DFS also asks that any attempt to steal NPI from any public-facing website be promptly reported to DFS. Reports of unsuccessful attacks have been useful in identifying techniques used by the attackers and enable DFS to respond quickly to new threats to continue to protect consumers and the financial services industry.
I. The Cyber Fraud
DFS first became aware of this cyber campaign when it received reports from two auto insurers in late December 2020 and early January 2021, that cybercriminals were targeting their websites that offer instant online automobile insurance premium quotes (“Auto Quote Websites”) to steal unredacted driver’s license numbers. The insurers first noticed this activity because of an unusually high number of abandoned quotes or quotes not pursued after the display of the estimated insurance premium. On the Auto Quote Websites, the criminals entered valid name, any date of birth and any address information into the required fields. The Auto Quote Websites then displayed an estimated insurance premium quote along with partial or redacted consumer NPI including a driver’s license number. The attackers captured the full, unredacted driver’s license numbers without going any further in the process and abandoned the quote.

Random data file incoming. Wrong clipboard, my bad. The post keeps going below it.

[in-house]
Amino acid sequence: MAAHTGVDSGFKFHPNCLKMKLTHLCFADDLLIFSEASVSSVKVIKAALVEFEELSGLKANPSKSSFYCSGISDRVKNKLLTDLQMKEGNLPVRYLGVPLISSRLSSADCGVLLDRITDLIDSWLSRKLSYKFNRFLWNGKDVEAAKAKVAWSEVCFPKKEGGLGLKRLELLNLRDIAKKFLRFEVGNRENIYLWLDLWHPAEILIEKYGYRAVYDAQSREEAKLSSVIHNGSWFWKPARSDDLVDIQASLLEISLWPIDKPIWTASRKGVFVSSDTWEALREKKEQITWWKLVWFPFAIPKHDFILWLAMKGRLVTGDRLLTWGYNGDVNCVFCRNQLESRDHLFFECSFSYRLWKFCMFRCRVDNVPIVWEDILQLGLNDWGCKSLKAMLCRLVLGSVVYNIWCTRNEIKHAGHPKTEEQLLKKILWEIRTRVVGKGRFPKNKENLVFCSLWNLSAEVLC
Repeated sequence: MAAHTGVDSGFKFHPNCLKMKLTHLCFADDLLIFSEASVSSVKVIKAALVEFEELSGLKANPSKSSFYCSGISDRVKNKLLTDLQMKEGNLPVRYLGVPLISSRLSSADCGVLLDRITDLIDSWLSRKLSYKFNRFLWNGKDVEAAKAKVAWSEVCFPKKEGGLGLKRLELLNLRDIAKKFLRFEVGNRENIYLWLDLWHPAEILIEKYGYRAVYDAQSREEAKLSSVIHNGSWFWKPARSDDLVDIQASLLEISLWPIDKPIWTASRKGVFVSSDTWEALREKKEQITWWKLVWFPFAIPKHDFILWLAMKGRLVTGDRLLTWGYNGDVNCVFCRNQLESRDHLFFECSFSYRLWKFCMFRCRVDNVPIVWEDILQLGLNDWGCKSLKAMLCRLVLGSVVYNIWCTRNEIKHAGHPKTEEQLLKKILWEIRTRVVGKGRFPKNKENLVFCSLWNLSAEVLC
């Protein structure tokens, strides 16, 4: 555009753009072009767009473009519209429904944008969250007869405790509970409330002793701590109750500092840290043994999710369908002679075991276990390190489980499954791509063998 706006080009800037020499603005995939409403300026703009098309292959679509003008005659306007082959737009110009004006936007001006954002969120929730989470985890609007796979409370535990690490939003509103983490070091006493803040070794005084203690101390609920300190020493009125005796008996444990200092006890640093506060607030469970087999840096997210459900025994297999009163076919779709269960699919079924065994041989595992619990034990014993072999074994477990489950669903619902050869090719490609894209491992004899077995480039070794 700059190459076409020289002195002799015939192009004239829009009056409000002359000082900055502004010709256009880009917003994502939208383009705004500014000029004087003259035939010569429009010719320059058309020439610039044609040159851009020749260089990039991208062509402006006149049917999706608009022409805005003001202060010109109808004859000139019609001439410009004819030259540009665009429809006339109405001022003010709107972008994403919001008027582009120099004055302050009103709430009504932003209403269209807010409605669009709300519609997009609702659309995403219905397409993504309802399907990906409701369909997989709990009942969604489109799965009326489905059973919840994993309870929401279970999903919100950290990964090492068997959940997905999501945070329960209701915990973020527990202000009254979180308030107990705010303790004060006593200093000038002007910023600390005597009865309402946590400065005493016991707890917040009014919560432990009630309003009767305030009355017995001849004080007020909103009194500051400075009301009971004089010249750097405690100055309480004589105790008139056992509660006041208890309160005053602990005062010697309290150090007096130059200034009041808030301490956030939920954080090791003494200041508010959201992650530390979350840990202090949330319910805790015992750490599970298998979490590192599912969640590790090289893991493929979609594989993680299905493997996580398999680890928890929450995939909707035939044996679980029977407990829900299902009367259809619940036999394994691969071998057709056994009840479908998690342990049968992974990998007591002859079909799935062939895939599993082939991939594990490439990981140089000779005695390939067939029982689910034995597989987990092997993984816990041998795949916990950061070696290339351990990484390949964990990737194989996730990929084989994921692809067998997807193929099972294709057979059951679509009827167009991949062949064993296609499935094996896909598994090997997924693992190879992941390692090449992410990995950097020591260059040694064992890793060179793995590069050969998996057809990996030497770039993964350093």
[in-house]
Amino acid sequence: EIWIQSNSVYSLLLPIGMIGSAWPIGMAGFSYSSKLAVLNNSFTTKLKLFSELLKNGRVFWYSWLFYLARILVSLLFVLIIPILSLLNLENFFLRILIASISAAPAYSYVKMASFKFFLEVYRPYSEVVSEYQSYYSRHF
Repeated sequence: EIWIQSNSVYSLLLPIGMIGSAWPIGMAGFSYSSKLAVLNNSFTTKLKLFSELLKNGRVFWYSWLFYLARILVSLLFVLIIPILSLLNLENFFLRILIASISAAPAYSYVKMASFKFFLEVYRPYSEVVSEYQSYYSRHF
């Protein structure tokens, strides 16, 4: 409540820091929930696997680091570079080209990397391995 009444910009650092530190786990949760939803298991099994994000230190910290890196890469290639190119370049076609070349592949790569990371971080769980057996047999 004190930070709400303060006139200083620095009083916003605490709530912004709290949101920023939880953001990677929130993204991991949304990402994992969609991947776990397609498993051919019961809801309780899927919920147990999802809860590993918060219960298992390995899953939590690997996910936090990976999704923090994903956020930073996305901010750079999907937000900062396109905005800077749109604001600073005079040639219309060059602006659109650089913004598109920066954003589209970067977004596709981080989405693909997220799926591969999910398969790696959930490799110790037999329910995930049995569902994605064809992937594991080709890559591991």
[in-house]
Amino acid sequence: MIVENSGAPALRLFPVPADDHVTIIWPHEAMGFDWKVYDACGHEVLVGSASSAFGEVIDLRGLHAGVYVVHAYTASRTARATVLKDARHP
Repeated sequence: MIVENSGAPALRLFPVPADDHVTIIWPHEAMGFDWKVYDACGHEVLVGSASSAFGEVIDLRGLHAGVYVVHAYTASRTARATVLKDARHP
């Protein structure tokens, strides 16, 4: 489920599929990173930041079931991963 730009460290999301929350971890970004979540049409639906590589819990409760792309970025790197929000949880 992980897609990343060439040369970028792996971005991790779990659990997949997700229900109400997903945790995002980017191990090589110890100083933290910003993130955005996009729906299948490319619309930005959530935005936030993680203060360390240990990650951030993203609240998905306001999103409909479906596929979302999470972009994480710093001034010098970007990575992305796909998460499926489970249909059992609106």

In January 2021, DFS alerted approximately a dozen regulated entities maintaining Auto Quote Websites that they were likely targets of hackers looking to gain access to New Yorkers’ NPI, specifically driver’s license numbers. Following that alert, six more insurers reported to DFS the malicious targeting of their Auto Quote Websites. Two of those insurers reported that the attackers failed to gain access to NPI and four reported that the attackers did gain access to NPI or that their investigation was still ongoing. We appreciate the engagement of our regulated entities and their prompt response to our earlier, limited alert.
This activity appears to be part of an overall increase in efforts to steal NPI, driven in part by increased fraud activity during the pandemic. Since the COVID-19 pandemic started, the U.S. has seen an unprecedented surge in benefits fraud. DFS has confirmed that, at least in some cases, this stolen information has been used to submit fraudulent claims for pandemic and unemployment benefits. Notably, the concerted effort to steal NPI from New Yorkers seems to have coincided with the implementation of enhanced identity requirements to obtain pandemic benefits in New York.